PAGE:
The advantages of the proposed constraint based back propagation are

Superior tracking performance
Less rigorous computation
Improved accuracy

  This is well proven from the simulation results presented in the coming section.

Observations and Results:

  The induction motor has been modeled using T-model equations in Matlab/simulink to incorporate the variations in rotor resistance as in the practical case. The simulation results for the rotor resistance estimation using various learning strategies are studied for the following cases. The linear change in rotor resistance due to gradual variation in temperature can be considered as ramp change and sudden change in rotor resistance due any rotor bar breakage because of excessive temperature can be considered as step change.

1. With 40% step change in Rotor Resistance
2. With 40% trapezoidal change in Rotor Resistance

  The simulation studies are carried out for the above cases with rotor resistance estimator trained using conventional algorithms and proposed algorithm.Since BP with VLR is exhibits better response in the conventional algorithms, the performance of the neural based rotor resistance estimator using back propagation with VLR is presented in Fig. 5a and 6a. The performance of the neural based rotor resistance estimator using proposed learning algorithm is shown in the Fig. 5b and 6b. In both the cases the results are shown for 40% step change in Rr and 40% trapezoidal change in Rr. Though the BP with VLR provides comparable performance with BP with constraint the complex computation involved in VLR shows its limitation on digital implementation.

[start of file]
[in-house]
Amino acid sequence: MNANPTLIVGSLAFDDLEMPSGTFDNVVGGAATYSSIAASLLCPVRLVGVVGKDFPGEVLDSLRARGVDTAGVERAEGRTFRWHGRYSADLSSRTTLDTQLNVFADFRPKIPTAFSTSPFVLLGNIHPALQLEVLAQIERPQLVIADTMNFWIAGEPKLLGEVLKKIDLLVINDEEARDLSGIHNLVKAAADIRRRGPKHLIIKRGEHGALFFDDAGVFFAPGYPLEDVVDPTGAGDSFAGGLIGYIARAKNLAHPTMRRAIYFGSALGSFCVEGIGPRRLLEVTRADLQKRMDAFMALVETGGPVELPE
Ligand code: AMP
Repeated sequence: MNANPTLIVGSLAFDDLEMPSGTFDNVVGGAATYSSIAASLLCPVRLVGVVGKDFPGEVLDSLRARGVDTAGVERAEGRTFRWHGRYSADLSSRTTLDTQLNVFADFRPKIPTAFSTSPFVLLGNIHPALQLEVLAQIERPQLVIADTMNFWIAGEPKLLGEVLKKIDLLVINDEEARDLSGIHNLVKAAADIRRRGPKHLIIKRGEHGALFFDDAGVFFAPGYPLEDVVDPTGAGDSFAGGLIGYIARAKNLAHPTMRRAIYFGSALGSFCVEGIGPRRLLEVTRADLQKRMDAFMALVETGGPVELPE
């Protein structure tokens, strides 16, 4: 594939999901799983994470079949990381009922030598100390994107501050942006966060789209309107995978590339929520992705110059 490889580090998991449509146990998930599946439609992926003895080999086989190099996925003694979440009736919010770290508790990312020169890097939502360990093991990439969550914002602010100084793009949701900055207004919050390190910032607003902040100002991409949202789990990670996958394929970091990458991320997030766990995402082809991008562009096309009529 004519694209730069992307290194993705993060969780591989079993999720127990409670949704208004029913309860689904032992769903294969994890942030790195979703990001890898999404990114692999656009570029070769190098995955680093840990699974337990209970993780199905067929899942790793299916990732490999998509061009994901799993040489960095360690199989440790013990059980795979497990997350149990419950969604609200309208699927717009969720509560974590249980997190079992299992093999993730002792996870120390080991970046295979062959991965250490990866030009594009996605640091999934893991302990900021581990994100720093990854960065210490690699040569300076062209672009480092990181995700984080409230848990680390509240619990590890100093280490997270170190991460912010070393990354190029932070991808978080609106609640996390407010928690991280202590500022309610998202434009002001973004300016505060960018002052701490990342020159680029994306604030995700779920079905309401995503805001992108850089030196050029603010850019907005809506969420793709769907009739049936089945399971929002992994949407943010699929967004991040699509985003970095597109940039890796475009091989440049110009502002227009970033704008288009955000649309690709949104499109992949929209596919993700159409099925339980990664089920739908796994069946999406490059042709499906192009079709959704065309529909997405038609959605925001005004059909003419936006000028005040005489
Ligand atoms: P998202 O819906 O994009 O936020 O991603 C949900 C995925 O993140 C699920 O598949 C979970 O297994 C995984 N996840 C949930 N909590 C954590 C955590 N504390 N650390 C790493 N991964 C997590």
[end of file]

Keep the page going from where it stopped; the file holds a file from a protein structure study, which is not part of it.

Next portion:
Fig. 5 Estimation  ofRr with 40%  step change in Rr (a) using  BP with variable learning rate(b) using constraint based BP

Fig. 6 Estimation of Rr with 40% trapezoidal change in Rr(a) using BP with VLR (b) using constraint based BP 

  The simulation results are consolidated in a pictorial form in the Fig.7. The estimation error(%) and estimation time(ms) for 40 % step change in Rrwith conventional and proposed learning algorithm are shown in Fig. 7a. Similarly in Fig. 7b the error and estimation time are shown for 40 % trapezoidal change with conventional and proposed learning algorithms. 

Fig. 7. Estimation error and estimation time with conventional and proposed algorithms with (a) Step change (b) Trapezoidal change

  From the results the actual and estimated value of rotor resistance, accuracy of estimation in terms of percentage error and time taken for estimation are presented for all the learning techniques.It can be seen from the results the performance factors such as speed of estimation and percentage error are found to be better with the proposed learning method namely constraint based back propagation. Hence this can be the appropriate learning method for neural network based rotor resistance estimator.

Implementation Issues: